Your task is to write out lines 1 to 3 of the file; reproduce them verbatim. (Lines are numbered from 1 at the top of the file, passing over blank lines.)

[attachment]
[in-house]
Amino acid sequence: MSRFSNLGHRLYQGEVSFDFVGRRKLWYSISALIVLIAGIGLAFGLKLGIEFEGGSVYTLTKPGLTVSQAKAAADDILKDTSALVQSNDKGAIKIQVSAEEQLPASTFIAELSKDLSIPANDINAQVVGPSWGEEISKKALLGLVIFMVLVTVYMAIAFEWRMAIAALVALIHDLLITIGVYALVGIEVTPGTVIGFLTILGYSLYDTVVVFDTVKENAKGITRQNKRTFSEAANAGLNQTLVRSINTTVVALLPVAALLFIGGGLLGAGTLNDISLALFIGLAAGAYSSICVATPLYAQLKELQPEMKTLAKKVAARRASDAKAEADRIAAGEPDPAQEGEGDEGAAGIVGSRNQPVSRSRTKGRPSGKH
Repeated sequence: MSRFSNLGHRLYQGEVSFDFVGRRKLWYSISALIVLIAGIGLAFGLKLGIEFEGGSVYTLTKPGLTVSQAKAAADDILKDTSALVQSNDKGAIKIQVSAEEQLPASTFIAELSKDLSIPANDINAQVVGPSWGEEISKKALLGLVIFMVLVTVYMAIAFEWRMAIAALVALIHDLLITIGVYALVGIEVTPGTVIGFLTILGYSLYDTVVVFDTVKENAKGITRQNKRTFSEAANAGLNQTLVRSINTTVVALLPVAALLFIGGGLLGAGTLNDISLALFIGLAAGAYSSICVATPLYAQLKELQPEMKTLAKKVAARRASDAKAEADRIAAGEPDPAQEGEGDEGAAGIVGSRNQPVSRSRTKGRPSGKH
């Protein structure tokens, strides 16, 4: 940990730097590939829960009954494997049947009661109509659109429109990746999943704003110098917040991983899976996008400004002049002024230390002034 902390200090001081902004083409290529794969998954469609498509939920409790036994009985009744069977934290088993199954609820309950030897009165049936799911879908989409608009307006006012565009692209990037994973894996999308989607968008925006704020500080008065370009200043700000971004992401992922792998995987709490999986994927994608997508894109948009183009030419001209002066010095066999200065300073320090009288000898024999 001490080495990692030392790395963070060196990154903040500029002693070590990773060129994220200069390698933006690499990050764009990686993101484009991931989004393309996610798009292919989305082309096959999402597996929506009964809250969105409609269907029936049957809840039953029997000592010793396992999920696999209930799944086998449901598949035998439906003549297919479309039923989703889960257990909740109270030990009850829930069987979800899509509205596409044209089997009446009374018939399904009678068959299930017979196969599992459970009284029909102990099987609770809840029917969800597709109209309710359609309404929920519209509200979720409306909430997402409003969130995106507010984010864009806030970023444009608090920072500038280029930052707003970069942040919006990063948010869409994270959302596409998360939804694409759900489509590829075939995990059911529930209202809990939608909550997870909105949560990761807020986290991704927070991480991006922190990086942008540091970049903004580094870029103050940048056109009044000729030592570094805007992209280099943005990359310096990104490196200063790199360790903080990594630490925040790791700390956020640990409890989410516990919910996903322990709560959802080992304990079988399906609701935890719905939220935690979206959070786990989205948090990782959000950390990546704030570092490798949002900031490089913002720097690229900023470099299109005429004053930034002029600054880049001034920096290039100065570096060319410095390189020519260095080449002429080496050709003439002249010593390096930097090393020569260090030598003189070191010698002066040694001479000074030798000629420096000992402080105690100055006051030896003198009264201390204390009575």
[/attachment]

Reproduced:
[in-house]
Amino acid sequence: MSRFSNLGHRLYQGEVSFDFVGRRKLWYSISALIVLIAGIGLAFGLKLGIEFEGGSVYTLTKPGLTVSQAKAAADDILKDTSALVQSNDKGAIKIQVSAEEQLPASTFIAELSKDLSIPANDINAQVVGPSWGEEISKKALLGLVIFMVLVTVYMAIAFEWRMAIAALVALIHDLLITIGVYALVGIEVTPGTVIGFLTILGYSLYDTVVVFDTVKENAKGITRQNKRTFSEAANAGLNQTLVRSINTTVVALLPVAALLFIGGGLLGAGTLNDISLALFIGLAAGAYSSICVATPLYAQLKELQPEMKTLAKKVAARRASDAKAEADRIAAGEPDPAQEGEGDEGAAGIVGSRNQPVSRSRTKGRPSGKH
Repeated sequence: MSRFSNLGHRLYQGEVSFDFVGRRKLWYSISALIVLIAGIGLAFGLKLGIEFEGGSVYTLTKPGLTVSQAKAAADDILKDTSALVQSNDKGAIKIQVSAEEQLPASTFIAELSKDLSIPANDINAQVVGPSWGEEISKKALLGLVIFMVLVTVYMAIAFEWRMAIAALVALIHDLLITIGVYALVGIEVTPGTVIGFLTILGYSLYDTVVVFDTVKENAKGITRQNKRTFSEAANAGLNQTLVRSINTTVVALLPVAALLFIGGGLLGAGTLNDISLALFIGLAAGAYSSICVATPLYAQLKELQPEMKTLAKKVAARRASDAKAEADRIAAGEPDPAQEGEGDEGAAGIVGSRNQPVSRSRTKGRPSGKH